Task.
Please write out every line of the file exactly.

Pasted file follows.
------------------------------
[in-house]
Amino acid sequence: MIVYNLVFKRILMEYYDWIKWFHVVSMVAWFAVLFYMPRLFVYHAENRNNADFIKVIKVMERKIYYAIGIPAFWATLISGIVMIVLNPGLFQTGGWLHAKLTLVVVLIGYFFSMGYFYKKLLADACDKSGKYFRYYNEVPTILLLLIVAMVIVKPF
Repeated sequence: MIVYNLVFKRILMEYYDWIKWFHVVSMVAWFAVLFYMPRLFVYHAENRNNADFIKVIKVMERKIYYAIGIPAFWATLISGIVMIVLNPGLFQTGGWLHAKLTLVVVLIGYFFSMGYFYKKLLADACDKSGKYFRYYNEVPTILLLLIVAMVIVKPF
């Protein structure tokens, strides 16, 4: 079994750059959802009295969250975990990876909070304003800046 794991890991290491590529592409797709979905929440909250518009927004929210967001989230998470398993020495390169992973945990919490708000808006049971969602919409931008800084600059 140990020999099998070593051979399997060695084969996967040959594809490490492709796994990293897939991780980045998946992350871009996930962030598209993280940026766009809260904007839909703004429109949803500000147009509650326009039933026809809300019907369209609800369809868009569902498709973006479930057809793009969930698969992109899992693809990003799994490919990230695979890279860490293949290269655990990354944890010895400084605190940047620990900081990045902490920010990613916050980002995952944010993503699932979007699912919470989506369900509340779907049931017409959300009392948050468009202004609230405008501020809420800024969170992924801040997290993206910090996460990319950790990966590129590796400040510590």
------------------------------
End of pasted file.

[in-house]
Amino acid sequence: MIVYNLVFKRILMEYYDWIKWFHVVSMVAWFAVLFYMPRLFVYHAENRNNADFIKVIKVMERKIYYAIGIPAFWATLISGIVMIVLNPGLFQTGGWLHAKLTLVVVLIGYFFSMGYFYKKLLADACDKSGKYFRYYNEVPTILLLLIVAMVIVKPF
Repeated sequence: MIVYNLVFKRILMEYYDWIKWFHVVSMVAWFAVLFYMPRLFVYHAENRNNADFIKVIKVMERKIYYAIGIPAFWATLISGIVMIVLNPGLFQTGGWLHAKLTLVVVLIGYFFSMGYFYKKLLADACDKSGKYFRYYNEVPTILLLLIVAMVIVKPF
């Protein structure tokens, strides 16, 4: 079994750059959802009295969250975990990876909070304003800046 794991890991290491590529592409797709979905929440909250518009927004929210967001989230998470398993020495390169992973945990919490708000808006049971969602919409931008800084600059 140990020999099998070593051979399997060695084969996967040959594809490490492709796994990293897939991780980045998946992350871009996930962030598209993280940026766009809260904007839909703004429109949803500000147009509650326009039933026809809300019907369209609800369809868009569902498709973006479930057809793009969930698969992109899992693809990003799994490919990230695979890279860490293949290269655990990354944890010895400084605190940047620990900081990045902490920010990613916050980002995952944010993503699932979007699912919470989506369900509340779907049931017409959300009392948050468009202004609230405008501020809420800024969170992924801040997290993206910090996460990319950790990966590129590796400040510590």